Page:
The firm is responsible for some groundbreaking results but its line-up has changed again recently.
- People in Who’s Who:
- Pending cases as counsel:
- Value of pending counsel work:
- US$8.7 billion
- Treaty cases:
- Current arbitrator appointments:
- 17 (of which 9 are as sole or chair)
- No. of lawyers sitting as arbitrator:
Founded in 1978 by two US attorneys and a French lawyer working in Paris, Salans made a name for itself in the late 1980s for its work on trade across the Iron Curtain. The firm handled some of the earliest disputes arising from Western investment in the Russia and CIS region. Now with a much bigger network, Salans continues to focus on East-West trade, which it says accounts for around 50 per cent of its arbitration caseload. However, it is also active in other parts of the world, especially Greater China, Africa and North America.
The practice is led by Jean-Christophe Honlet in Paris, with (following a recent departure) Hong Kong partner Darren FitzGerald now in charge of Asia.
The firm’s investment treaty practice is headed by Barton Legum, a former chief of the US Department of State’s NAFTA arbitration division, who joined from Debevoise & Plimpton in 2009.
The team has seen a few line-up changes in the past four years – beginning when the head of the group, Sarah François-Poncet, accepted a plum in-house job with Chanel. Most recently, Shanghai-based partner Brenda Horrigan, one of the co-heads of practice, moved to Herbert Smith.
That said, the two founding partners of the group, Carl Salans and Jeffrey Hertzfeld, remain connected with the firm and the practice, giving it ballast. Both are popular as arbitrators. Carl Salans and a Polish-based partner, Piotr Nowaczyk, are both members of the ICC Court (making Salans one of the few firms in the GAR 100 to boast two ICC Court members).
The Paris office still has the largest international arbitration presence, but London and Warsaw are now pretty active, as are the two Russian offices in Moscow and St Petersburg, and Shanghai and Hong Kong.
Who uses it?
Clients who have business interests in the former Eastern bloc. One of the principal cities of the CIS, for example, recently used Salans on a major construction case (a US$3.5 billion ICC arbitration concerning the city’s metro). The firm has also acted for Gazprom (against Lithuania) and for PetroKazakhstan against Lukoil. The Prague office is currently representing a branch of the Czech ministry of economy in six actions to annul arbitral awards before Czech courts.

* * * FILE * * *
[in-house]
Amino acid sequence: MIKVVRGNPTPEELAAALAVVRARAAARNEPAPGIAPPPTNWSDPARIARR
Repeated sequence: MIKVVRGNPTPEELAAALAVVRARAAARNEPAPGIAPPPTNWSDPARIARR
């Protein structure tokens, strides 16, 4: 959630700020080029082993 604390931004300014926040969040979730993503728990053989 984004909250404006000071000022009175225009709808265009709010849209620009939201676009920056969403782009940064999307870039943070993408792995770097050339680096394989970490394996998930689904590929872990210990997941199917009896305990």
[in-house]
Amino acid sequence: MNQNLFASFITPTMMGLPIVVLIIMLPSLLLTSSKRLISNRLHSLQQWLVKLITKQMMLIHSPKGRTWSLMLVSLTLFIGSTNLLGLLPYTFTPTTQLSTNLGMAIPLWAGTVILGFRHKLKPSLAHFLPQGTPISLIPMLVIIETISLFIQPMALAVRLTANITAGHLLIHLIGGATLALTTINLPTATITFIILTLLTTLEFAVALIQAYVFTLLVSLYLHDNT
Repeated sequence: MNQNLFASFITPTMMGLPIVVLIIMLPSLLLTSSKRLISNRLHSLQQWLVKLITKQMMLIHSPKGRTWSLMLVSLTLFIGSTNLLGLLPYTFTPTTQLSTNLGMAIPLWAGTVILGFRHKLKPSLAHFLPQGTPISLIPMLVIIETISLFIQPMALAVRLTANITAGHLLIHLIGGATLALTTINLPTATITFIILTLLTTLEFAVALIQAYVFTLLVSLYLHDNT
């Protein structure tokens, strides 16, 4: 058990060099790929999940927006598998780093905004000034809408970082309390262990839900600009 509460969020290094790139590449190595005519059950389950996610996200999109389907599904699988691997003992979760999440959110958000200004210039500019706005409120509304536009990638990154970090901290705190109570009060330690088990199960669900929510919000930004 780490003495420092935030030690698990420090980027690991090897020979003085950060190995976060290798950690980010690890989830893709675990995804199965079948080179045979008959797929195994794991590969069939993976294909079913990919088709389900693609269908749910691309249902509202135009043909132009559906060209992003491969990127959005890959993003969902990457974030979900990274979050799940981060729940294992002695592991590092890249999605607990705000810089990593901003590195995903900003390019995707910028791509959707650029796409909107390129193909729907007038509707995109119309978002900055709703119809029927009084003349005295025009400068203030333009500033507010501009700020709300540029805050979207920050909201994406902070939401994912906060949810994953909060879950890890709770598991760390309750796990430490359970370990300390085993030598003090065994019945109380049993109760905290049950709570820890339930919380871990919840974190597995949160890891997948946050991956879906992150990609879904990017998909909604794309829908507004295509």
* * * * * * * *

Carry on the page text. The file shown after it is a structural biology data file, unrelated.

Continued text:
Other clients include Vivendi, Ciments Français, Rompetrol Group, Sterling Resources, ExxonMobil (for a NAFTA claim against Canada brought with Murphy Oil), businessman Rafat Ali Rizvi and, on the state side, Kyrgyzstan.
In 2009, Salans helped Vivendi claw back lost ground in a battle over ownership rights in a Polish telecoms firm. It won its client US$2.3 billion in an LCIA arbitration, but against a by-then bankrupt Polish entity. The result, however, paved the way for Vivendi to receive a billion-dollar payment that spared its blushes somewhat in the saga.
In 2010, the firm won another client US$145 million plus costs following proceedings that had encompassed a jurisdictional challenge, a challenge to the chair of the tribunal, a challenge to five procedural orders, and ancillary litigation in the US, Sweden and Ukraine.
Meanwhile, one of the firm’s cases – on behalf of Cypriot company Edimax – produced the first confirmation from the Presidium of the Supreme Court in Russia that its courts can grant injunctions in support of international arbitration.
More recently, the firm had a hand in a Russian decision that bears some similarities with the Hilmarton decision in England and the Putrabali case in France: the firm persuaded a court in Siberia to uphold an award set aside at the place of arbitration.
The team has had success on both sides of the ledger at ICSID too. In 2008, Salans won a US$125 million award for a pair of Turkish telecoms clients – Rumeli Telekom and Telsim – in an ICSID claim against Kazakhstan. In another case, it helped Kyrgyzstan settle a claim brought by Oxus Gold without any payment by the state or its instrumentalities. Afterwards, Salans’ lawyers were sent a special distinction for “outstanding services rendered to the Kyrgyz State” for their handling of the case.
Horrigan’s departure for Herbert Smith was announced in February 2012. In 2011, the firm gained Finnish arbitration specialist Matti Kurkela and Patrick Angénieux as of counsel in Paris and Berlin, respectively. Angénieux joined from Watson Farley & Williams in London where, he acted for Pakistan in the seminal Dallah v Pakistan case.